Flatiron newcomer Silk Rd Tavern puts pan-Asian twists on classic American comfort foods. Look for mash-ups like Everything Egg Rolls, with duck and foie gras, or a house mac ‘n’ cheese with Korean rice cakes and Vermont cheddar. Potpies upgrade pub grub, combining blue crab, black bean, and Singapore chili.

Chop Shop is the brainchild of Danny Emerman and Mah Chan of Bottino, which is just three doors down. The space is casual (no reservations), but the food is refined. The kitchen works Southeast Asian and Chinese angles, with black beans, chiles, and cumin putting some pop in your dining.

 Golden Mall staple Xi’an Famous Foods finally has a more upscale outpost, deep in Queens, with the opening of Biang!. All the classics are here, as seen on TV. There are also skewers of beef stomach and cubes of pig’s blood in a garlic-chile-vinegar sauce. If you’re adventurous enough for the haul to Flushing, you’re probably bold enough to give these delicacies a shot.

Three Italian Newcomers Hit The Big Apple

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The pizzeria. The trattoria. The ristorante. In New York, there’s no shortage of Italian cuisine, which forces these restaurants to do something different to stand out from the pack. Newcomers Pranzo, Fratelli La Bufala, and Rafele are out to one-up the competition with authentic Italian recipes and original cooking methods.

Eataly’s lunch-only Pranzo is freshly open in chef Lidia Bastianich’s la scuola di Eataly classroom. The changing prix-fixe menu offers a gamut of regional Italian cuisines. An open kitchen lets you watch Lidia herself make at least one of the dishes, Food Network-style.
 
The international Fratelli La Bufala chain is an authentic Italian institution that has finally come to NYC. They specialize in personal-sized pizzas featuring Mozzarella di Bufala Campana cheese. The Irpina pie gets earthy with additions of ham, mushrooms, and bufala cream.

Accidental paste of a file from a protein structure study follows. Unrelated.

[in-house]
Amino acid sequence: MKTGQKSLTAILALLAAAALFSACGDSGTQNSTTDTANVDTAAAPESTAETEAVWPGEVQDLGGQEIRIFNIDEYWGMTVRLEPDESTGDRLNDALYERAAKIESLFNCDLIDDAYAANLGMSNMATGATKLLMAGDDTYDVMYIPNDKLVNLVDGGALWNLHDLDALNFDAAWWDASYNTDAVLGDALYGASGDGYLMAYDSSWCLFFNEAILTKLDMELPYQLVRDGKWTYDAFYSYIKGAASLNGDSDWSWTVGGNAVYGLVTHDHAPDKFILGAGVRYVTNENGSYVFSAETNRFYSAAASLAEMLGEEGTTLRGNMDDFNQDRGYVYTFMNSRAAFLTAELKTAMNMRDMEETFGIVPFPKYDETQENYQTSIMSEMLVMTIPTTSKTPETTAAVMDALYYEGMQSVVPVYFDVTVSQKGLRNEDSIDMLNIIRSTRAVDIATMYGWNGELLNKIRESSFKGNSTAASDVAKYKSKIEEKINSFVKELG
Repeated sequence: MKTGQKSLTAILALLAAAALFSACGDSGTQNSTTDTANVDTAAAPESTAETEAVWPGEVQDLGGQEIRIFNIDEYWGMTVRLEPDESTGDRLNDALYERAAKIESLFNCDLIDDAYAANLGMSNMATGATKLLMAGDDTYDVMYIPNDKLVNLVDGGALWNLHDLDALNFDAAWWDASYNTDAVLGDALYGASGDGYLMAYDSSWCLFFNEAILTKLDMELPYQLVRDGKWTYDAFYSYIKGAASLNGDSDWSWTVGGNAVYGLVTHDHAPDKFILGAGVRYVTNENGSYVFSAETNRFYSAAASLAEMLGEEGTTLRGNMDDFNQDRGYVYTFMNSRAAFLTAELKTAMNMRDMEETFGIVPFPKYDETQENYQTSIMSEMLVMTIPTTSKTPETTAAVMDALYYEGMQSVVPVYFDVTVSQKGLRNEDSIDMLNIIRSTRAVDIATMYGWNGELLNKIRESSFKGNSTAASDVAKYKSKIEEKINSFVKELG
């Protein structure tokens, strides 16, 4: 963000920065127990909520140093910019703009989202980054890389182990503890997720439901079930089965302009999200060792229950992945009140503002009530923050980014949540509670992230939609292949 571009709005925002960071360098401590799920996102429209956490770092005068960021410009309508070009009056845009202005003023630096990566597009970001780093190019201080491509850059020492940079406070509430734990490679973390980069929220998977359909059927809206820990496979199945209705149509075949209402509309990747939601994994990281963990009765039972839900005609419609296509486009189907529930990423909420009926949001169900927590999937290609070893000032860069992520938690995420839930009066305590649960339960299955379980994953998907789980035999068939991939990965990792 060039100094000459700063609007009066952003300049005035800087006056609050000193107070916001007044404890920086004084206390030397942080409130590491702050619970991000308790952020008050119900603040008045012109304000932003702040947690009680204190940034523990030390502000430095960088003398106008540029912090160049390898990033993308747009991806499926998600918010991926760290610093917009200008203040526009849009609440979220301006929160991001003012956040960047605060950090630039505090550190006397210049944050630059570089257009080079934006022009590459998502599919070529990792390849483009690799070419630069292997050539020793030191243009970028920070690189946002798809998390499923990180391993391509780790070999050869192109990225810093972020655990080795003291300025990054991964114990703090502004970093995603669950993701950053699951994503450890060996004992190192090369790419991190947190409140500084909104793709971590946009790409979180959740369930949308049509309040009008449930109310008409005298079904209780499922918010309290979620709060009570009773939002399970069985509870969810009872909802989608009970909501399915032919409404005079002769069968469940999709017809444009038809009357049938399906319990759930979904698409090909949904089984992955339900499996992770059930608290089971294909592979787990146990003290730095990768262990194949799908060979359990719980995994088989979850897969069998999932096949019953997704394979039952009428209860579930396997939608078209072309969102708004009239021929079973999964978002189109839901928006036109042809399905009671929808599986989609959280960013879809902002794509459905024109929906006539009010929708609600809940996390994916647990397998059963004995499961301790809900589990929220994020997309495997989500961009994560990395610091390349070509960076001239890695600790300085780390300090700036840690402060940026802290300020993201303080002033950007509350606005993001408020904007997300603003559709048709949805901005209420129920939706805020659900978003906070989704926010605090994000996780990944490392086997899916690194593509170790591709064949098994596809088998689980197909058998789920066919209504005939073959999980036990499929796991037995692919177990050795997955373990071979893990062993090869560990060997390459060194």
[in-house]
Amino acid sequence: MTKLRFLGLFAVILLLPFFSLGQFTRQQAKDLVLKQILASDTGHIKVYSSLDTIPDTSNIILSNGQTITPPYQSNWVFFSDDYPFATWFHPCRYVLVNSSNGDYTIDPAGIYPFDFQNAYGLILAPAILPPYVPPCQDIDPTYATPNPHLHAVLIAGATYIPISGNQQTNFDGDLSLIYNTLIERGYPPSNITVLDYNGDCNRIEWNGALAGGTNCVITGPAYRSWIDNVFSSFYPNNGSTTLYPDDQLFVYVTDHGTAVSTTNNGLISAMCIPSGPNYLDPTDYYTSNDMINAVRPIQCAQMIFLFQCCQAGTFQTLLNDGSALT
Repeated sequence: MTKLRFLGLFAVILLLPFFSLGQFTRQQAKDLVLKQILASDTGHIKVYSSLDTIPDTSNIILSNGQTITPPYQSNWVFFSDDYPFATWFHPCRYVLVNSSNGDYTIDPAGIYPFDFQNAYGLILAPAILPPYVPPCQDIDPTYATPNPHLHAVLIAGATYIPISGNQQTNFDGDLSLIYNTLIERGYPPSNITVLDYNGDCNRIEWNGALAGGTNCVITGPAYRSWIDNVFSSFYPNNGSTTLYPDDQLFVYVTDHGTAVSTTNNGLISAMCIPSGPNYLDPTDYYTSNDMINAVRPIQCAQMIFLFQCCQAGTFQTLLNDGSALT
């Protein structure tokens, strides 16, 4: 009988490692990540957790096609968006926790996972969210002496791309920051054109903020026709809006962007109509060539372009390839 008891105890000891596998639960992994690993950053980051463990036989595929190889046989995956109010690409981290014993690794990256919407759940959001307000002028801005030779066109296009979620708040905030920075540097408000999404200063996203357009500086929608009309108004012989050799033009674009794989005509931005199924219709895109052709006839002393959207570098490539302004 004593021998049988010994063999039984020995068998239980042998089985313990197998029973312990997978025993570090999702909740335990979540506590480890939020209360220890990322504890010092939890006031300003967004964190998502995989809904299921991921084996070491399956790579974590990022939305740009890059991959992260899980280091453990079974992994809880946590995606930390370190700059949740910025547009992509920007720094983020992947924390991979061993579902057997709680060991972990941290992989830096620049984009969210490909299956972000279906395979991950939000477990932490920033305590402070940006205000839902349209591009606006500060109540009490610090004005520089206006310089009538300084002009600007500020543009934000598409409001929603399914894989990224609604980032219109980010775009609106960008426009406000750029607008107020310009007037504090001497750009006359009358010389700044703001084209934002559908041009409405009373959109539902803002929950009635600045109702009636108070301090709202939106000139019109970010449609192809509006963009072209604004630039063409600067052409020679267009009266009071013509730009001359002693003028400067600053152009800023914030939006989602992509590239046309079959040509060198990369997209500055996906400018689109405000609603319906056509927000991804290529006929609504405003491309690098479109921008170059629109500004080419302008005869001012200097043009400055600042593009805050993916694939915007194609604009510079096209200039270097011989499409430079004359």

Named after chef/owner Raffaele Ronca, the West Village’s Rafele serves Neapolitan fare with an emphasis on local ingredients. The imported wood-burning brick oven and rotisserie pump out specialties, like porchetta and stuffed quail. The wood is tweaked with various liquors – another way of layering in flavor beyond New York’s Italian every day.

New York Openings: Proletariat, Max Bratwurst und Bier, Skylark

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Everything’s been done, they say. Just look at Hollywood. While some decry reinventing the wheel, others embrace it and end up stumbling onto something new. Just-opened NYC bars Proletariat, Max Bratwurst, and Skylark bump up classic ideas with their own contemporary twist.

Proletariat updates the speakeasy aesthetic with a rare-brew bar in the back of Jane’s Sweet Buns. Emphasis is on the rotating list of seasonal brews, augmented by a draft cocktail or two. Max Bratwurst und Bier in Astoria puts a unique spin on traditional German dishes. All the tried and true classics are here, as well as some innovative wurst choices, including rabbit, alligator, and rattlesnake. Inspired by grandma’s basement, Skylark brings classic ’70s vibes to Park Slope. The retro menu features roast beef, cheddar, and mashed potatoes on white bread, among other classics. A smart tap selection is on-hand to satisfy the modern Brooklyn crowd.